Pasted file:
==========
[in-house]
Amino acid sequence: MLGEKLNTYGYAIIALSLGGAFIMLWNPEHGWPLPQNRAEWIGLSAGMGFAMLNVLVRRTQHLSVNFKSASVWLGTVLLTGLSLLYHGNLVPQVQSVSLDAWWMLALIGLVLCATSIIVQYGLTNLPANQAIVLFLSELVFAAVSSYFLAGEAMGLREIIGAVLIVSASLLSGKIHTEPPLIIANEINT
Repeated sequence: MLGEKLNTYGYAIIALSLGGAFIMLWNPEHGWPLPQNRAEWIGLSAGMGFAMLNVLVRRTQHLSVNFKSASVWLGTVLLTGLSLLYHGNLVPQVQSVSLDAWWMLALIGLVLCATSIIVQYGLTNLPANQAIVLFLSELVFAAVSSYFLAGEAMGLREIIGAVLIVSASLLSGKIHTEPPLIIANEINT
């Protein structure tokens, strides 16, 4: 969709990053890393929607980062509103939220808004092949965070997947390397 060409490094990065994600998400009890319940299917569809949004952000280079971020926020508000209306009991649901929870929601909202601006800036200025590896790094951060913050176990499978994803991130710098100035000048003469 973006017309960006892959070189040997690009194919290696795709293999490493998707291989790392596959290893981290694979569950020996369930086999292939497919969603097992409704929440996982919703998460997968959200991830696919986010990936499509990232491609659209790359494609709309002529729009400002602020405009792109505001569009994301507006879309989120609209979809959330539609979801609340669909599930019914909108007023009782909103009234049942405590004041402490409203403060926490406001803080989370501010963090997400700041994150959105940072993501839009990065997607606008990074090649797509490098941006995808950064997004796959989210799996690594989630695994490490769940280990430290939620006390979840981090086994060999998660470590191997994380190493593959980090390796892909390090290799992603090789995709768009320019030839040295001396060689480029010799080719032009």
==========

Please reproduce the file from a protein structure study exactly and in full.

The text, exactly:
[in-house]
Amino acid sequence: MLGEKLNTYGYAIIALSLGGAFIMLWNPEHGWPLPQNRAEWIGLSAGMGFAMLNVLVRRTQHLSVNFKSASVWLGTVLLTGLSLLYHGNLVPQVQSVSLDAWWMLALIGLVLCATSIIVQYGLTNLPANQAIVLFLSELVFAAVSSYFLAGEAMGLREIIGAVLIVSASLLSGKIHTEPPLIIANEINT
Repeated sequence: MLGEKLNTYGYAIIALSLGGAFIMLWNPEHGWPLPQNRAEWIGLSAGMGFAMLNVLVRRTQHLSVNFKSASVWLGTVLLTGLSLLYHGNLVPQVQSVSLDAWWMLALIGLVLCATSIIVQYGLTNLPANQAIVLFLSELVFAAVSSYFLAGEAMGLREIIGAVLIVSASLLSGKIHTEPPLIIANEINT
């Protein structure tokens, strides 16, 4: 969709990053890393929607980062509103939220808004092949965070997947390397 060409490094990065994600998400009890319940299917569809949004952000280079971020926020508000209306009991649901929870929601909202601006800036200025590896790094951060913050176990499978994803991130710098100035000048003469 973006017309960006892959070189040997690009194919290696795709293999490493998707291989790392596959290893981290694979569950020996369930086999292939497919969603097992409704929440996982919703998460997968959200991830696919986010990936499509990232491609659209790359494609709309002529729009400002602020405009792109505001569009994301507006879309989120609209979809959330539609979801609340669909599930019914909108007023009782909103009234049942405590004041402490409203403060926490406001803080989370501010963090997400700041994150959105940072993501839009990065997607606008990074090649797509490098941006995808950064997004796959989210799996690594989630695994490490769940280990430290939620006390979840981090086994060999998660470590191997994380190493593959980090390796892909390090290799992603090789995709768009320019030839040295001396060689480029010799080719032009």